Battery Stuffed?

Submitted: Saturday, Jul 16, 2005 at 00:19
ThreadID: 24762 Views:2013 Replies:5 FollowUps:0
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Just got back from a trip in the camper trailer. Had a great time, but over the last couple of days I noticed that the battery (75AH Deep Cycle - 20 months old) seemed to lose its charge very quickly. The voltmeter would indicate full charge initially (nearly 13 volts), but this would drop to about 9 volts over night, whereas previouly it would never get so low. Checked with a hydrometer when I came home today and it indicated that the battery needed charging even though the voltmeter was indicating it was fully charged. Is it time to buy a new battery (already) for the camper?
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Reply By: Member - Davoe (Widgiemooltha) - Saturday, Jul 16, 2005 at 00:51

Saturday, Jul 16, 2005 at 00:51
Put it on the charger then take it to your Auto leccy and he should load test it for free - That will reveal all
AnswerID: 120600

Reply By: Bullwinkle - Saturday, Jul 16, 2005 at 02:10

Saturday, Jul 16, 2005 at 02:10
You can never rely on a voltage reading to tell you if a battery is fully charged or not. It may read a full 12V static, but when you put a load on it, then the reading will change. Like the previous post said, load test it for a proper diagnosis.
AnswerID: 120605

Reply By: Russel & Mary - Saturday, Jul 16, 2005 at 09:59

Saturday, Jul 16, 2005 at 09:59
Steve, this may not be quite technically correct, but here goes. With all the bouncing around that a battery does, somebleepty stuff falls off the plates and collects on the bottom which could sort of short out the bottom of the plates. I've often thought of turning over the battery and shaking out all that loose stuff and then re-fill and charge. Has any-one else ever tried this? or is it not worth #!@ing about with it?. Rus.
AnswerID: 120626

Reply By: Member -Dodger - Saturday, Jul 16, 2005 at 15:13

Saturday, Jul 16, 2005 at 15:13
Steve,
I gather that the aux battery in the camper is the prob, do as the others say and if it is RS. then get a glass mat battery to replace it, a little more xy than the normal wet cell but they are the best IMHO for campers and caravans.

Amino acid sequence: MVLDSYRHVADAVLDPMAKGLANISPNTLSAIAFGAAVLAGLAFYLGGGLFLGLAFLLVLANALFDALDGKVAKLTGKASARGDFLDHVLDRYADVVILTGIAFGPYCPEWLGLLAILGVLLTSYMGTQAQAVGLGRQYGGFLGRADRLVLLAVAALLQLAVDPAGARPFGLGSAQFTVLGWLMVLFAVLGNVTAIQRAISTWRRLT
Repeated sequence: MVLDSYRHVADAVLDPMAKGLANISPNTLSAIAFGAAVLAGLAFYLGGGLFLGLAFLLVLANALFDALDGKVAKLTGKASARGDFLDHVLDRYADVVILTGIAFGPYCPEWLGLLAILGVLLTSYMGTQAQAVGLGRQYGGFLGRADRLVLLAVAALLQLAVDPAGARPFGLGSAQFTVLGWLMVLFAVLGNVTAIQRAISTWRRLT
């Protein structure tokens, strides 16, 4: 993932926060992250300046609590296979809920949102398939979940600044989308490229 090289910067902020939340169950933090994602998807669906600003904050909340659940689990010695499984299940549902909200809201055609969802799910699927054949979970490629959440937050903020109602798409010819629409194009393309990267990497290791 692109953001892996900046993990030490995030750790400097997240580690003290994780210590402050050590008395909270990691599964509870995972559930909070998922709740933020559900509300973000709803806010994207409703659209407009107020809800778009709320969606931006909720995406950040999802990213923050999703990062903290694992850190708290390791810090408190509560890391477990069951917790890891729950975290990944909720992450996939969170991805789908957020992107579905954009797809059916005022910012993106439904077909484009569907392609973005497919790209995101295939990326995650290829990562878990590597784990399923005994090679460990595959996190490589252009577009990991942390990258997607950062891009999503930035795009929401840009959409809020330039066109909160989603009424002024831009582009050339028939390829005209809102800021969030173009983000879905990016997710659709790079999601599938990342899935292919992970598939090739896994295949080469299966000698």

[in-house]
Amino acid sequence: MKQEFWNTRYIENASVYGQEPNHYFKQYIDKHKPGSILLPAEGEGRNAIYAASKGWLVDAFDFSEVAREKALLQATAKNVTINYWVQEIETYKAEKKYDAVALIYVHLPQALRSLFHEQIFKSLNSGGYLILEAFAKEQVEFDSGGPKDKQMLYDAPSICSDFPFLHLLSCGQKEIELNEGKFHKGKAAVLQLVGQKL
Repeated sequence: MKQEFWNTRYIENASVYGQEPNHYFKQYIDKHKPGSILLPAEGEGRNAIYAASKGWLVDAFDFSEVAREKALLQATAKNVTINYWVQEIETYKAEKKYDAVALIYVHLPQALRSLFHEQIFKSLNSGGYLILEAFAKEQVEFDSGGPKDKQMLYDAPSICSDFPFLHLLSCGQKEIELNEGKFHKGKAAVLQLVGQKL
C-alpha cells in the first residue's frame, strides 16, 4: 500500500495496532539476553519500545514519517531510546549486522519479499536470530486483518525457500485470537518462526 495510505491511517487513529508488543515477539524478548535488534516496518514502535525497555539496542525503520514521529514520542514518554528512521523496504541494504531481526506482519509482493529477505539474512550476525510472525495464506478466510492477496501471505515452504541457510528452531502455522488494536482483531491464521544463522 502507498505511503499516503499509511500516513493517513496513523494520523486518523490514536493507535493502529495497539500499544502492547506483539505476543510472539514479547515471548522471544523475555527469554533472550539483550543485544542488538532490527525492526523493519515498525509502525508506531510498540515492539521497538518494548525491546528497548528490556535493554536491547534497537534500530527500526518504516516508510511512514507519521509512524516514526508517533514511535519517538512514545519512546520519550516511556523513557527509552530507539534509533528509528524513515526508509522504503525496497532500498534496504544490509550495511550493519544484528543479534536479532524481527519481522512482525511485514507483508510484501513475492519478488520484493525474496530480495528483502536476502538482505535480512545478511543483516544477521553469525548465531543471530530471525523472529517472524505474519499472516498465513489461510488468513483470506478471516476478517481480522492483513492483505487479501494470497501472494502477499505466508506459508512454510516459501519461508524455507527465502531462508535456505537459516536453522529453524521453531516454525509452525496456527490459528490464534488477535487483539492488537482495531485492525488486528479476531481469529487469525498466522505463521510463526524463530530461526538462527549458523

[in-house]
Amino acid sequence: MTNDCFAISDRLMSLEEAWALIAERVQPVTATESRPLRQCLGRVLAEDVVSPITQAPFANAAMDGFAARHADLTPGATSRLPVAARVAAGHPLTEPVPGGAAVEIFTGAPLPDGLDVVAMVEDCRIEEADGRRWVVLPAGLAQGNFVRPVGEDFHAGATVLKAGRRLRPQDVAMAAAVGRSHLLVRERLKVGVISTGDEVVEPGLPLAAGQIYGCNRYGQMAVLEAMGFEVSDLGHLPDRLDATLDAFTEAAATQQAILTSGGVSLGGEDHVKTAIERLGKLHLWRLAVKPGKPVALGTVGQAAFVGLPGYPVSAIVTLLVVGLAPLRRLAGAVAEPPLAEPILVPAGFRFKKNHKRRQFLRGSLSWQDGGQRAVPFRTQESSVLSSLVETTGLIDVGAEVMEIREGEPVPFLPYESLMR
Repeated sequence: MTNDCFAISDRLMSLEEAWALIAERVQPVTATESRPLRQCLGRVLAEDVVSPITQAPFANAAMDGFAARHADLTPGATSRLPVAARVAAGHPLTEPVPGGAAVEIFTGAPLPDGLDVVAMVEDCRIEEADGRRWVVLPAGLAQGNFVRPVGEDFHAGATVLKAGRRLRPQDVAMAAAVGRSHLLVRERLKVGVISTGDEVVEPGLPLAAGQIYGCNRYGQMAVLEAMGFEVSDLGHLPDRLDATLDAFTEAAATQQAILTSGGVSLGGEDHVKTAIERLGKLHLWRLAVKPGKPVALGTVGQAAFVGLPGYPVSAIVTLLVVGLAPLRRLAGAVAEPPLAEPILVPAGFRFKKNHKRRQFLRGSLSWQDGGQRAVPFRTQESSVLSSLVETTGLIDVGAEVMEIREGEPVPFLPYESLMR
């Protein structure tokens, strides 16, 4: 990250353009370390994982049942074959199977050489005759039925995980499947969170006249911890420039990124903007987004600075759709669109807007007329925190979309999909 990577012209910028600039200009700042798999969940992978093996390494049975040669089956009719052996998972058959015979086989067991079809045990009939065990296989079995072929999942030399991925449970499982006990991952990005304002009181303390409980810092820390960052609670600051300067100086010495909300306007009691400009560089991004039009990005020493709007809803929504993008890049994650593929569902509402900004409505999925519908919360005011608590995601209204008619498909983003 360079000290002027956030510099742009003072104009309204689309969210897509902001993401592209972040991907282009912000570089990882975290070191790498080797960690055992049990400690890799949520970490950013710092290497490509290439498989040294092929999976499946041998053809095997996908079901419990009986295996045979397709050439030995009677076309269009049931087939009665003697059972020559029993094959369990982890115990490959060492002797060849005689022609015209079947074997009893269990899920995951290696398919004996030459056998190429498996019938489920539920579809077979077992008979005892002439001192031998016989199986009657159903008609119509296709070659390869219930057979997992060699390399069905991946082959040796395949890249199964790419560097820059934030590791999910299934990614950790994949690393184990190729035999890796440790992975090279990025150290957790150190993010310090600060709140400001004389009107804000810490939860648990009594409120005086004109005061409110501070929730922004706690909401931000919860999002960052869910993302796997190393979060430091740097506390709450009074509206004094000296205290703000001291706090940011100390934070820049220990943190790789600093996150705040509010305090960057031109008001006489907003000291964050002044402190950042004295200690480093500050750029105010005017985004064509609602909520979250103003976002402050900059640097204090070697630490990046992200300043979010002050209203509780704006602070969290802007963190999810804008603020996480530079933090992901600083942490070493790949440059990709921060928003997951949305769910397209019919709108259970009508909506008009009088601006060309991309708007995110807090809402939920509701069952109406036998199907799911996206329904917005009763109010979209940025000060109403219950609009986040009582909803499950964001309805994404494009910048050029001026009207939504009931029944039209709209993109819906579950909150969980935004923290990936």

Mine has done three years continous work in the van and been very low on charge many times but still comes back.
Try this site.
www.solaronline.com.au

I used to have a handle on life, but it broke.

Cheers Dodg.

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AnswerID: 120645

Reply By: Nick (QLD) - Saturday, Jul 30, 2005 at 14:02

Saturday, Jul 30, 2005 at 14:02
Yes , i can almost garauntee the battery is shot. Considering that 12.8 volts is fully charged and 11.8 volts in 20% remaining approx. the fact that you read 9 volts is testiment to the fact its finished. Has it ever been left sitting in a discharged state? Remembering that deep cycles actually self discharge over time. This is the most common cause of premature battery failure.

The other thing to consider is how far are you discharging that battery on a daily basis. If you are running a twelve volt fridge than i would suggest it is much too small. The reason is that the deeper you discharge a deep cycle the less number of cycles you will get in total.

Dodger is spot on in regards to AGM's. They can handle a larger percentage of there overall state of charge at one time. So, an hours driving will put alot more into an AGM than it would into a classic lead acid.

When a battery is heavily sulfated due to being left sit etc. There is one thing worth trying and thats an equalisation charge. Most 3 stage battery chargers are capable of this and basically its a controlled boil. This should only be done for a max of two hours but generally works well. I do this at work constantly and have bought many batteries battery to life. Give this a go Steve. Let me know
AnswerID: 122865

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